My ’14 All-Star starters: Why Roy Hibbert edges Carmelo and more picks explained
Fans’ picks for All-Star Game starters will be announced on Thursday, but with the potential for debate abound, The Point Forward couldn’t pass up the opportunity to cast our own ballot for the starting lineups of both conferences. Below are the picks — two backcourt players and three frontcourt players from each conference, per the league’s new rules — who by these eyes warrant featured spots in the Feb. 16 midseason showcase in New Orleans. (All stats and records are through Jan. 21.)
FC: LeBron James, Miami Heat
26.2 points, 6.5 assists, 6.7 rebounds and 1.3 steals per game; 58% FG, 37.2% 3PT
Even though LeBron has dialed his night-to-night effort down a bit, there’s still no debate here. “Coasting” just doesn’t even seem all that relevant in the case of a player this absurdly good on a team that has the luxury of taking its time.
FC: Paul George, Indiana Pacers
23.2 points, 6.2 rebounds, 3.5 assists and 1.9 steals per game; 46% FG, 39.5% 3PT
George’s leap year has been an absolute delight. Beating out the rest of the East’s frontcourt players for a starting spot is only secondary; George is so splendid a defender and so thoroughly improved offensively that he warrants comparison to James and Kevin Durant, putting him in a realm of one-on-one competition on an entirely different plane.
FC: Roy Hibbert, Indiana Pacers
12.2 points, 7.9 rebounds and 2.6 blocks in only 30.3 MPG; 46.5% FG
Carmelo Anthony will be a popular choice here, and likely the popular choice via the official fan vote. But if we’re talking about the Eastern Conference frontcourt players who have made the most profound impact this season, I have a hard time talking myself out of Hibbert, who has been the single most staggering defender in the league.
The Pacers are set for a historic defensive season, and while Hibbert has help through George’s top-tier wing defense, sturdy coverage options at every position and the guidance of coach Frank Vogel, it’s his unique abilities as a rim protector that make it all possible. Indiana could be a good defensive team even without Hibbert, but it’s only by channeling ball handlers in his direction that the Pacers are capable of truly outstanding work.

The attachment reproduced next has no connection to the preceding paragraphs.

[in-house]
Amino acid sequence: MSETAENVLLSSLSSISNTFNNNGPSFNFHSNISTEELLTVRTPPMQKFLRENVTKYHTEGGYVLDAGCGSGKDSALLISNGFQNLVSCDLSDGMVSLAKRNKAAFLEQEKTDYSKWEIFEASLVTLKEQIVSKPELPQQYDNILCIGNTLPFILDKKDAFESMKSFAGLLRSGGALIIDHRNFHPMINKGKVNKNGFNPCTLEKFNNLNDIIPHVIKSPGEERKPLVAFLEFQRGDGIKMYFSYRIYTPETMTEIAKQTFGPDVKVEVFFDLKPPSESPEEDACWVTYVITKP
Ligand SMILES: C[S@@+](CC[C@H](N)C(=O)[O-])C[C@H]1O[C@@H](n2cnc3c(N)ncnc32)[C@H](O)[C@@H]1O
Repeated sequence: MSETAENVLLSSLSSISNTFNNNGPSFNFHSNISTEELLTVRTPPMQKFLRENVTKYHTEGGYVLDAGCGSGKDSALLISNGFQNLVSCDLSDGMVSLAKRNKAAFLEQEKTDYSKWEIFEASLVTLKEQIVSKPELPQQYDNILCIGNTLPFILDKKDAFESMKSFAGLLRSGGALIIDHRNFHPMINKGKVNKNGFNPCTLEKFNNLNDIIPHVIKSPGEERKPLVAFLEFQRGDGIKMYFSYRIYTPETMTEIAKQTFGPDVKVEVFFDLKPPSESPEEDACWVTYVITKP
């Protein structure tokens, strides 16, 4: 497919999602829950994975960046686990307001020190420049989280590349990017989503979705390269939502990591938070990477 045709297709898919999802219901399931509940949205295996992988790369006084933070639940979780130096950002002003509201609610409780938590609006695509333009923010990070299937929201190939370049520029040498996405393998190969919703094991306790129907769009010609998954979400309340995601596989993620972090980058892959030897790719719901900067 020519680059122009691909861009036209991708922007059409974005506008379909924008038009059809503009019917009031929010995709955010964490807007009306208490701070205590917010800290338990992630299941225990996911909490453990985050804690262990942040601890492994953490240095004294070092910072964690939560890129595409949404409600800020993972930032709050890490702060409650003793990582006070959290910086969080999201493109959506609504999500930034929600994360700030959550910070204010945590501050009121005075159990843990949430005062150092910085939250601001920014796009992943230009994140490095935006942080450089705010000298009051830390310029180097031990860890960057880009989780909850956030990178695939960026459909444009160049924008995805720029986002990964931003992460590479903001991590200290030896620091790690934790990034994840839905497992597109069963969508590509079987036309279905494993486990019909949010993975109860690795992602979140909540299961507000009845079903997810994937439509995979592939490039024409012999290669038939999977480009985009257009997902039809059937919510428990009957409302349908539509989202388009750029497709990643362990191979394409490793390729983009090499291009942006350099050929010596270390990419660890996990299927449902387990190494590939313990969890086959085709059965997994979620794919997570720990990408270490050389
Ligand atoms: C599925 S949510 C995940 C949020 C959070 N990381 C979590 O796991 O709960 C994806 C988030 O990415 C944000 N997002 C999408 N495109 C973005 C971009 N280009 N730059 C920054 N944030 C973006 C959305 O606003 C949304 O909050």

On some level, it also just makes more sense to me to reward the standout defender on the league’s best defensive team as opposed to a very good offensive player on the 20th-best offense. Anthony isn’t really to blame for the Knicks’ struggles to score consistently, and in many cases his ability to manufacture offense has kept New York from slipping further. I do think, though, that there is some responsibility for carryover between individual strengths and team strengths when discussing players of this caliber. One of the finest players at his position should at least make his team passable at what he does best. Anthony helps New York’s offense, but there’s not much worth celebrating in carrying a team to sub-mediocrity.
There’s risk here of conflating an individual award with team evaluation, but I aim more to point out the differences between Anthony’s merely positive influence and Hibbert’s transformational effect. Hibbert’s abilities as an interior defender provide the most compelling basis for the Pacers’ contention. Anthony’s abilities as an offensive centerpiece have been impressive (particularly in the face of the Knicks’ roster-stemmed adversity) but lack the same level of consistently positive influence.
To zoom out slightly: At worst, Hibbert is a useful offensive piece and rebounder with best-in-the-league defensive standing. Anthony’s offensive game doesn’t measure up to the NBA’s elite quite so favorably, and his own liabilities as a defender are so pronounced as to be damaging. Even then Anthony is only edged out by a hair; he’s had a fine season, truly, but Hibbert’s defense puts him just a cut above.
BC: Dwyane Wade, Miami Heat
18.9 points, 4.7 assists, 4.8 rebounds and 1.8 steals per game; 54% FG
Wade is one of the few backcourt options on the board that I feel completely comfortable in choosing, which I realize is an odd thing to say regarding a player who has missed about a quarter of his team’s games.